Are You Aware That Cardiovascular Disease Affects Women Of Color Differently

 

These remarkable women share their stories about heart disease, the #1 killer of women

Video taken from the channel: St. Vincent’s Health Services


 

Leslie Cho, MD | Women & Heart Disease

Video taken from the channel: Cleveland Clinic


 

Women & Heart Disease

Video taken from the channel: MedStar Health


 

Women & heart disease: How women’s heart attack symptoms may be different from men’s

Video taken from the channel: UnityPoint Health Cedar Rapids


 

Women and Heart Disease: What You Don’t Know May Kill You

Video taken from the channel: Harvard T.H. Chan School of Public Health


 

How Signs and Symptoms of Heart Disease Differ for Men and Women

Video taken from the channel: Inova Health System


 

Women and Heart Disease

Video taken from the channel: Cleveland Clinic


Thirteen facts about how heart disease affects women of color you might not know: Heart disease and stroke are the leading cause of death for all women. Non-Hispanic African-American women are twice as likely to have a stroke as non-Hispanic white women. 49 percent of African-American women over the age of 20 have heart disease. While cardiovascular disease is often viewed as a “man’s disease,” more women than men have died from the disease annually since 1984. Maria Perno Goldie, RDH, MS, discusses how heart disease manifests itself differently in the sexes, and provides different methods to help women reduce the risk of heart disease.

Did You Know That Heart Disease Affects Women Of Color Differently? The risk of cardiovascular disease among women, especially women of color is poorly understood, yet the statistics speak for themselves. Story From Henry Ford Health System: 4 Ways Heart Disease Affects Men & Women Differently.

Once thought a “man’s disease,” heart disease affects both sexes without bias and the ways it takes. The illustration in the sidebar shows the major symptoms of heart disease that affect most women. Call 911 right away if you have the symptoms of a heart attack. Talk to your doctor or nurse if you have any other symptoms of heart disease.

Sources. Centers for Disease Control and Prevention. (2015). Although heart disease is sometimes thought of as a man’s disease, almost as many women as men die each year of heart disease in the United States. This map shows death rates from heart disease in women in the United States. The darker red indicates a higher death rate.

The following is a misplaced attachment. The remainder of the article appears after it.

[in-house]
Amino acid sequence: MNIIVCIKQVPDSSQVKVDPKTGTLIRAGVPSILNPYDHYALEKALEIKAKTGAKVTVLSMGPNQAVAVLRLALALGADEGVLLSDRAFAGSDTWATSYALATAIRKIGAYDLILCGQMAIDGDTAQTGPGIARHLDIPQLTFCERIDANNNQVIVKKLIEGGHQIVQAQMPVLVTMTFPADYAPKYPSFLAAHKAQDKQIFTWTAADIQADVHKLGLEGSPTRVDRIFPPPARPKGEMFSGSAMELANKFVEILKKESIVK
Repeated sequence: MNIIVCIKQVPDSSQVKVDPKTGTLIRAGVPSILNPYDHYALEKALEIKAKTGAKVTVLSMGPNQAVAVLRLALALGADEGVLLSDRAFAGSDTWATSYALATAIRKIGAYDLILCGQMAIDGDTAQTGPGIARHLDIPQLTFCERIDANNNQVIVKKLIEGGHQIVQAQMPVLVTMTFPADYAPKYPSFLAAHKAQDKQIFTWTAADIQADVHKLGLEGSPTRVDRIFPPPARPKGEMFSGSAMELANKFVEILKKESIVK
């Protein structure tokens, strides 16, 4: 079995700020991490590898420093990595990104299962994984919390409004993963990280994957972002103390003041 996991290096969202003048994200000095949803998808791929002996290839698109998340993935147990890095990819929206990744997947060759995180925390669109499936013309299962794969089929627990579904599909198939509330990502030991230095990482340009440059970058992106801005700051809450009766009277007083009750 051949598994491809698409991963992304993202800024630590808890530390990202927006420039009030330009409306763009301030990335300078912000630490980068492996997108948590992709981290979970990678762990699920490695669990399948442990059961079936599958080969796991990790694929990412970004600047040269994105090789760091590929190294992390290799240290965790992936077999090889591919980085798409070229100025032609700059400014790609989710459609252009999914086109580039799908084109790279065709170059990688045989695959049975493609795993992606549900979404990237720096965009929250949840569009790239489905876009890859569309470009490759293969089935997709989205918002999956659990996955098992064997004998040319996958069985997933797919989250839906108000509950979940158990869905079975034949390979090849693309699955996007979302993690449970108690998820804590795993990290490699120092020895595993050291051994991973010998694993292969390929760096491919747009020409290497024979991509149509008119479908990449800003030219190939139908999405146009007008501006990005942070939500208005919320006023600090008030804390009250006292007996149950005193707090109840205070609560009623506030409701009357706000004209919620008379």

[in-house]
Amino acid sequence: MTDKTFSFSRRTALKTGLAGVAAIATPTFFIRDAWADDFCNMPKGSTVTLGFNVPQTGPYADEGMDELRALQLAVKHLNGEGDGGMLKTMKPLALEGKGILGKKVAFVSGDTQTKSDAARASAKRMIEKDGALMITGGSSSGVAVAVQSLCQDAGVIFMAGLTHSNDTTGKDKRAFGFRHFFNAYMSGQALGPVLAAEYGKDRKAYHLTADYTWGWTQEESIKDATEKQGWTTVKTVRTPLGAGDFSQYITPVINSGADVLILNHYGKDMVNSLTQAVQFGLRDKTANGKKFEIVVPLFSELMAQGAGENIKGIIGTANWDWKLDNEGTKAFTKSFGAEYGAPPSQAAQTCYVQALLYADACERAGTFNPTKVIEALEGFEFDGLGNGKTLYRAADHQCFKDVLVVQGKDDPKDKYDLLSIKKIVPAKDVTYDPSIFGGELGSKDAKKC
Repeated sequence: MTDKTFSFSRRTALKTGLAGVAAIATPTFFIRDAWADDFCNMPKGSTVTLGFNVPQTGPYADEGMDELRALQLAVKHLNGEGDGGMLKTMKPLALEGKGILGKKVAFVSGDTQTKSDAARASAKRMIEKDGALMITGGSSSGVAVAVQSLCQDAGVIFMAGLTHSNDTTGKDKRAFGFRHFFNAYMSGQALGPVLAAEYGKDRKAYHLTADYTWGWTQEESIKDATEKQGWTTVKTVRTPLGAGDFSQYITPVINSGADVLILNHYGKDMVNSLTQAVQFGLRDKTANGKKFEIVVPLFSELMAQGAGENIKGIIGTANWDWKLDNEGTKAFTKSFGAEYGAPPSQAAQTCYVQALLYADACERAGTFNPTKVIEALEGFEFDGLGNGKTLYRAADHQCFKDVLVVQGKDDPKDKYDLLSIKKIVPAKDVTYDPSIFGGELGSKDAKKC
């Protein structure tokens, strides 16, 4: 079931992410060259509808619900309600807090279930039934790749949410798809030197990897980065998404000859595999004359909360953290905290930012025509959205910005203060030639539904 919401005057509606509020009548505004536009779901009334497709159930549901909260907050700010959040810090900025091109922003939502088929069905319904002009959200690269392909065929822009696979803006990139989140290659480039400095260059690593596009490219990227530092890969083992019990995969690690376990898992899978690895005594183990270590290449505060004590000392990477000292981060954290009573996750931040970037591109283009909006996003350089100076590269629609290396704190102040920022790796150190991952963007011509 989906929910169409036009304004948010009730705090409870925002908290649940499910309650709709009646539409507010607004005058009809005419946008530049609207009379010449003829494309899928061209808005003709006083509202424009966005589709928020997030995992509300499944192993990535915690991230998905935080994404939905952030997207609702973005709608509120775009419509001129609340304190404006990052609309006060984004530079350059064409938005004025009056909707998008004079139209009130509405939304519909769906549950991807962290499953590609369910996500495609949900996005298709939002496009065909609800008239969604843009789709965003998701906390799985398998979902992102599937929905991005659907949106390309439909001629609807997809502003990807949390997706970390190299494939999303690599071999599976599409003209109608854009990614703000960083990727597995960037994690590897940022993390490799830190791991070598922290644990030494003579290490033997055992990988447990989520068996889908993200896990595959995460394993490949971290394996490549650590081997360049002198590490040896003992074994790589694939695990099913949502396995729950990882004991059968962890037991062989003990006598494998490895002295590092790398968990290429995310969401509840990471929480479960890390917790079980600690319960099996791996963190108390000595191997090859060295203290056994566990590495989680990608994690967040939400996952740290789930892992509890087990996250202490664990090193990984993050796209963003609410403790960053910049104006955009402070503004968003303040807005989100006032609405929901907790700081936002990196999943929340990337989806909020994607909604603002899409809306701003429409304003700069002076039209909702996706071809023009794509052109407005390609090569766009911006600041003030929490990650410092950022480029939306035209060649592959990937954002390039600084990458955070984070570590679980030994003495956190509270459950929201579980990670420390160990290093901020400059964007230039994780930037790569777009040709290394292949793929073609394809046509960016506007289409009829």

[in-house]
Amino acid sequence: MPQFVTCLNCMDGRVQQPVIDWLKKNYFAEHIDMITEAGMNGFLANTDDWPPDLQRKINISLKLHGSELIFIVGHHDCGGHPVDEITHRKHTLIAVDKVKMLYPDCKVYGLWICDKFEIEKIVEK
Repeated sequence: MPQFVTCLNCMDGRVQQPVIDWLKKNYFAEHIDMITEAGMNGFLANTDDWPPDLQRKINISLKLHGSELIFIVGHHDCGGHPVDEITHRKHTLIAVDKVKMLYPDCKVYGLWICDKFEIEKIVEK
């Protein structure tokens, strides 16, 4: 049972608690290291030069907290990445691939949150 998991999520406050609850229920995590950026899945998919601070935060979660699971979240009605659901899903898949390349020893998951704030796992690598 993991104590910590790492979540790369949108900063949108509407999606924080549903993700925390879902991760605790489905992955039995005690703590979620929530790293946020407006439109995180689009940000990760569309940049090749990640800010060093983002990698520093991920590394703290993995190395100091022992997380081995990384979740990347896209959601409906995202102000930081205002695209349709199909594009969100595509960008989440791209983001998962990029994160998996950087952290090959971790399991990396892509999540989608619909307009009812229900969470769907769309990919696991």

Think about that for a second: If you’re sitting in a room with another Black woman, that means one of you might have some type of heart disease—and you don’t even know it. The American Heart Association (AHA) reports that: Only 36% of African-American women are aware of the fact that heart disease is their biggest health risk. Heart disease isn’t a gender-neutral condition. Although many of the risk factors are the same in women and men—including high cholesterol, inactivity, obesity, high blood pressure, and smoking—heart disease can develop differently in women than men, cause different symptoms, and have a different impact on long-term health. Men are at risk for heart attack much earlier in life than women.

Estrogen offers women some protection from heart disease until after menopause, when estrogen levels drop. This is why the average age for a heart attack in women is 70, but 66 in men.   The symptoms of heart attack can be different in women. A heart attack affects men and women in the same way, but the different sexes experience the symptoms differently.

Many women even dismiss the symptoms. Cardiologist Dr. John Ryan talks about why women’s symptoms are different, what symptoms women should look out for and why women shouldn’t dismiss heart disease as just a man’s health concern.

List of related literature:

There is little research regarding the difference in heart disease rates among women of color; there is little research on women in general.

“The Reader's Companion to U.S. Women's History” by Wilma Pearl Mankiller, Gwendolyn Mink, Marysa Navarro, Gloria Steinem, Barbara Smith
from The Reader’s Companion to U.S. Women’s History
by Wilma Pearl Mankiller, Gwendolyn Mink, et. al.
Houghton Mifflin Company, 1999